Emporia State University - Sunflower Yearbook (Emporia, KS)

 - Class of 1946

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Emporia State University - Sunflower Yearbook (Emporia, KS) online yearbook collection, 1946 Edition, Cover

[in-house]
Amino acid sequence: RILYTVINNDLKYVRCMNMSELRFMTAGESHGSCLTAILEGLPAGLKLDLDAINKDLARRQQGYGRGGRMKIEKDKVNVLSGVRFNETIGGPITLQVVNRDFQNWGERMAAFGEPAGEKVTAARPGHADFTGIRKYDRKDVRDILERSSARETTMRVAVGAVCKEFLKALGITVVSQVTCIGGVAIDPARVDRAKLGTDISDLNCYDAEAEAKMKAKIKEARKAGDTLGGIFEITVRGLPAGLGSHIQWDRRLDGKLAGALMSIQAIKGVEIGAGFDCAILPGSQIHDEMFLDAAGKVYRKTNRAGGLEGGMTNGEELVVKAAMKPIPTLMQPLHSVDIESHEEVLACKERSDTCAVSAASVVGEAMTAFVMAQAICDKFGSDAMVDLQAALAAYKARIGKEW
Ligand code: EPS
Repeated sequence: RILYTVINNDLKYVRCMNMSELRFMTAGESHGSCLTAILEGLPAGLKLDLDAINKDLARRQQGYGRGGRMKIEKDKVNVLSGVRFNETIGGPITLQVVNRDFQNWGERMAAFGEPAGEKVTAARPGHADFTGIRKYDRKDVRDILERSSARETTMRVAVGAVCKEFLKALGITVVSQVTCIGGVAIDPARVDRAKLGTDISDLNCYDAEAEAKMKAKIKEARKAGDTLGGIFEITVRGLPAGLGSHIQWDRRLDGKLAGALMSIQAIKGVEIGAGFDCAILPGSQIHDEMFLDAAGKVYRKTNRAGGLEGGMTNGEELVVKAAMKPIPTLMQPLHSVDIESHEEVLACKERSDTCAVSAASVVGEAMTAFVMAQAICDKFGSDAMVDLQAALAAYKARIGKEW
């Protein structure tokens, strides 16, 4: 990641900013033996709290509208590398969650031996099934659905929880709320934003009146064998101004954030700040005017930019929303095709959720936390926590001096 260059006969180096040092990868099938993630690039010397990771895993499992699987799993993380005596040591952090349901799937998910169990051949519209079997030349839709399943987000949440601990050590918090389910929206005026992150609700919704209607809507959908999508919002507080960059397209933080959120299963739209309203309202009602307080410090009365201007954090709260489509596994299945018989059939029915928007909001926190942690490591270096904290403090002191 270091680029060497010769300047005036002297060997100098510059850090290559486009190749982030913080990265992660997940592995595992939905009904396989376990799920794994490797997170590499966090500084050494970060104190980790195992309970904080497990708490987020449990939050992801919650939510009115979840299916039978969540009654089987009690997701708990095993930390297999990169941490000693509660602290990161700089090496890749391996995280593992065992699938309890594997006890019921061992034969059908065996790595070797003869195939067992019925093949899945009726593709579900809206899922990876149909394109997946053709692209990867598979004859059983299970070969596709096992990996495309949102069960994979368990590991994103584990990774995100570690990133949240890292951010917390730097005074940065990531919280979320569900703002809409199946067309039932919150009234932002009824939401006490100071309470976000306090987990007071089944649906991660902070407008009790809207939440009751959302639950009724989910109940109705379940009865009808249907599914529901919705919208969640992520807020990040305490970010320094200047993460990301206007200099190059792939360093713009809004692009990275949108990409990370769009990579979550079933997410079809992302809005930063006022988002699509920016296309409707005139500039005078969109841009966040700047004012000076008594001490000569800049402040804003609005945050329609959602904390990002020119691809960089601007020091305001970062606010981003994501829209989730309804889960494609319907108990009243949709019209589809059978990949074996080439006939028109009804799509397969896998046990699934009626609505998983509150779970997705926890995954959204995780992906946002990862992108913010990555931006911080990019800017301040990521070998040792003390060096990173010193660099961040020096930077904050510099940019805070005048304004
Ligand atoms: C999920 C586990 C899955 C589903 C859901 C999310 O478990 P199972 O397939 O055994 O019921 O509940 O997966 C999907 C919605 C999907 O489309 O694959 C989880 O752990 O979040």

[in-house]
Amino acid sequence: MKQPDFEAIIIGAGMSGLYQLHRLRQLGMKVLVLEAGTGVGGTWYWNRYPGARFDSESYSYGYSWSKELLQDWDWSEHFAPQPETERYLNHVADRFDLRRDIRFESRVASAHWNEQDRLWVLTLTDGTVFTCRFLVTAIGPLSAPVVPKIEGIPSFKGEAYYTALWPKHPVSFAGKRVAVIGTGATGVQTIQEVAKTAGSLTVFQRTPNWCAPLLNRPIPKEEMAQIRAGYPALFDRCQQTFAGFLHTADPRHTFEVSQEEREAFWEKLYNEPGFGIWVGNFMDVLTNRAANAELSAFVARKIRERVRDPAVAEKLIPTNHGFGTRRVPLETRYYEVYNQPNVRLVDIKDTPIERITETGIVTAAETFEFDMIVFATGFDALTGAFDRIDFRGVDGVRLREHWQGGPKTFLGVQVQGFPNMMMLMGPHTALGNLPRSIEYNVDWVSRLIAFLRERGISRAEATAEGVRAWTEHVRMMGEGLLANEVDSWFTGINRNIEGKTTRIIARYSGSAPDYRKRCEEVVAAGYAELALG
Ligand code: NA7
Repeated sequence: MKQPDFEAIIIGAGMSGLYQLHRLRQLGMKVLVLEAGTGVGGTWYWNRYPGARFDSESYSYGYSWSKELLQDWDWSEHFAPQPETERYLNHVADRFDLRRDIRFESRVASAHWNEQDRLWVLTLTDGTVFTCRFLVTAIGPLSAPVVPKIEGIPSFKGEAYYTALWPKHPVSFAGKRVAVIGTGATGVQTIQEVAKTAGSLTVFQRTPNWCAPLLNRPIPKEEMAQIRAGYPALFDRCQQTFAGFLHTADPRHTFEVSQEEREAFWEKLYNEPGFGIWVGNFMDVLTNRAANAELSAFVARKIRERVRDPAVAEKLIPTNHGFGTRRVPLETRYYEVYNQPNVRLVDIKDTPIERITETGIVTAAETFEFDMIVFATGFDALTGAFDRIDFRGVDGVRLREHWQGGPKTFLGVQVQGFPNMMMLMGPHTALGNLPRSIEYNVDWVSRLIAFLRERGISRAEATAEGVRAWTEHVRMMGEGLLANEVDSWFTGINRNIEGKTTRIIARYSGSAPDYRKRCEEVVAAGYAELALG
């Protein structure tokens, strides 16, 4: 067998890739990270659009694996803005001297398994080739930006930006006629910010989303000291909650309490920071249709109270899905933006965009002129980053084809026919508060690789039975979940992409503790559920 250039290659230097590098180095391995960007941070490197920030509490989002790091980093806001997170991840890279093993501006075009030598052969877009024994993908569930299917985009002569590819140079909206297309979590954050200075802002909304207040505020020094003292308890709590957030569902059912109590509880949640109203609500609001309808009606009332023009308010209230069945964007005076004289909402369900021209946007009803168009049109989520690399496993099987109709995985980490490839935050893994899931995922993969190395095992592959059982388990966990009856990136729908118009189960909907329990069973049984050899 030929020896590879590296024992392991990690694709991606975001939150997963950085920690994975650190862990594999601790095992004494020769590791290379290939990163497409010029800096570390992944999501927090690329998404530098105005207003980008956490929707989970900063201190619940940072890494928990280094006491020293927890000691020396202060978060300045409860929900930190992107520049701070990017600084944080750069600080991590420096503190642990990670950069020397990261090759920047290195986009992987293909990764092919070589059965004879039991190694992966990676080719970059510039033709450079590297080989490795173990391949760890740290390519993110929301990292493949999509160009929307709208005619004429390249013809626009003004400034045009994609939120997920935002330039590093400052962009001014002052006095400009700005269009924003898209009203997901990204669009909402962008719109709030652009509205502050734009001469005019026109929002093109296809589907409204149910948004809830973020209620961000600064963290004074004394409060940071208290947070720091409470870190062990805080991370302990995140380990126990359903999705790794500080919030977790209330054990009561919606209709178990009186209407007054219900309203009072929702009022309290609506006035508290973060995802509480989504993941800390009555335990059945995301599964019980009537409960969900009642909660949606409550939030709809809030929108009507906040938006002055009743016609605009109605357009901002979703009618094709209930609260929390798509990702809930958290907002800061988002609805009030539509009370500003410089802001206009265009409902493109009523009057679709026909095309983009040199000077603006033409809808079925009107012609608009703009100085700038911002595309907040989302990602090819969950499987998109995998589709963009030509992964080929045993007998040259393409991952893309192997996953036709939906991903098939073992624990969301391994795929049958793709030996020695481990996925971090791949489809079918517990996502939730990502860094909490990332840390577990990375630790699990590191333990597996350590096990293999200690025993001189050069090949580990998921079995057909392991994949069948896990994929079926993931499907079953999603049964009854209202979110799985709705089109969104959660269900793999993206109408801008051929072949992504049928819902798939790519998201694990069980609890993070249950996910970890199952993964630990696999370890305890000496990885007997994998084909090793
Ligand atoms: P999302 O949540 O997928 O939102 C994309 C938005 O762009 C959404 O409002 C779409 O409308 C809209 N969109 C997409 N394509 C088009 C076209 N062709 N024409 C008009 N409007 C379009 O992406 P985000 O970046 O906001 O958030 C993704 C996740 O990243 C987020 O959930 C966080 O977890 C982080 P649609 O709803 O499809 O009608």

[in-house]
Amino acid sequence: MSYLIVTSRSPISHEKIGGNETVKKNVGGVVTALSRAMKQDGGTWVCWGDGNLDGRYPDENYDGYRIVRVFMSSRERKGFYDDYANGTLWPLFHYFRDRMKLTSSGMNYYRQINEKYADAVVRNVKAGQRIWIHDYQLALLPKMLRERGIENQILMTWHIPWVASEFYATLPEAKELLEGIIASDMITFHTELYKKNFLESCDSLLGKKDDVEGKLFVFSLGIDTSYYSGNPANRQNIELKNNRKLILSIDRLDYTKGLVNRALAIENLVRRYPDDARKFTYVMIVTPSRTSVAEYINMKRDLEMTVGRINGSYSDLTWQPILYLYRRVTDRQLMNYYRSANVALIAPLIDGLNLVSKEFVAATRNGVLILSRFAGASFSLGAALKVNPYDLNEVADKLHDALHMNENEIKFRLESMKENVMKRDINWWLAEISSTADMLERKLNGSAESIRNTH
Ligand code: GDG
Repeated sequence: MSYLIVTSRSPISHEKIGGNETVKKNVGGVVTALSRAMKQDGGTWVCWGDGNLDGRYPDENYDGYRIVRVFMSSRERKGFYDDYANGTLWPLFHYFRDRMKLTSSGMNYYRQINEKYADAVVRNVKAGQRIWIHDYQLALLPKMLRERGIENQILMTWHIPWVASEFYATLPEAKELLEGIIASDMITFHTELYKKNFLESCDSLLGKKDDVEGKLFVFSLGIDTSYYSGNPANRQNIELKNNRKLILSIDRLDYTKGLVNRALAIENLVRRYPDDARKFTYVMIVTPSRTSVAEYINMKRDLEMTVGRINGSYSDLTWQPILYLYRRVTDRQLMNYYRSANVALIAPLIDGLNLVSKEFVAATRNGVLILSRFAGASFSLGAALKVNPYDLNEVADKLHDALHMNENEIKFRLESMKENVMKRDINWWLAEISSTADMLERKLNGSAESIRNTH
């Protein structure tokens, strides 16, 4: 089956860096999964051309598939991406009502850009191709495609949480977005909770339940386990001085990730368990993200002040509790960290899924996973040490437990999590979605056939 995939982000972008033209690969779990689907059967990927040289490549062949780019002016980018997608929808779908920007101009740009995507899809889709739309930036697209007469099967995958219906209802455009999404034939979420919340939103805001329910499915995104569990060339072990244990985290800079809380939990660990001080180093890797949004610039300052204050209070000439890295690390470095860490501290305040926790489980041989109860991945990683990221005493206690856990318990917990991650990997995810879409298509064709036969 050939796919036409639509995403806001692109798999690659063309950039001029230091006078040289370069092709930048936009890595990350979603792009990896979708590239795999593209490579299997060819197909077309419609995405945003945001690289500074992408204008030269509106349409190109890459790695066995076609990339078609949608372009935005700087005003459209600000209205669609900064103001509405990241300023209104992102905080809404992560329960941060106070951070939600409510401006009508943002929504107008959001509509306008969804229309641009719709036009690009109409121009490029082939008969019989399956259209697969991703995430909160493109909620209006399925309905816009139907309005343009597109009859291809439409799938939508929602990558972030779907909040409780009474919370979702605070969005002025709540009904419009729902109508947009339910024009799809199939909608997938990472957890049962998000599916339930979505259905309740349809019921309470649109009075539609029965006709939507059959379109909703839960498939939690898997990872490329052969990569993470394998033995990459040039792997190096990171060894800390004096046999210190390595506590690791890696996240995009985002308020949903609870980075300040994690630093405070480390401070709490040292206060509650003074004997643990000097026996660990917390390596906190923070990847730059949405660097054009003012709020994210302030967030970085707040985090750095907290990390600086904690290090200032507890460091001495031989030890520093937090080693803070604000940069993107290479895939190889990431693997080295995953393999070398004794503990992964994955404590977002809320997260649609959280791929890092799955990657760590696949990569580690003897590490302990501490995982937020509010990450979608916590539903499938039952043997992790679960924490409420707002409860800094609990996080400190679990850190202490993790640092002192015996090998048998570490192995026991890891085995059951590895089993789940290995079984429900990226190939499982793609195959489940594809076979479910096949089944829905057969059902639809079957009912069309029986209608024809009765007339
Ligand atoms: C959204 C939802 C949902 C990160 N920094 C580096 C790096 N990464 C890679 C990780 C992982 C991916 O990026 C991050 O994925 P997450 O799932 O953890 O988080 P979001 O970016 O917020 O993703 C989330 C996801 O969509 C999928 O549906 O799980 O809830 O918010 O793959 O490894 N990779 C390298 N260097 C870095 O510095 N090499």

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Text from Pages 1 - 146 of the 1946 volume: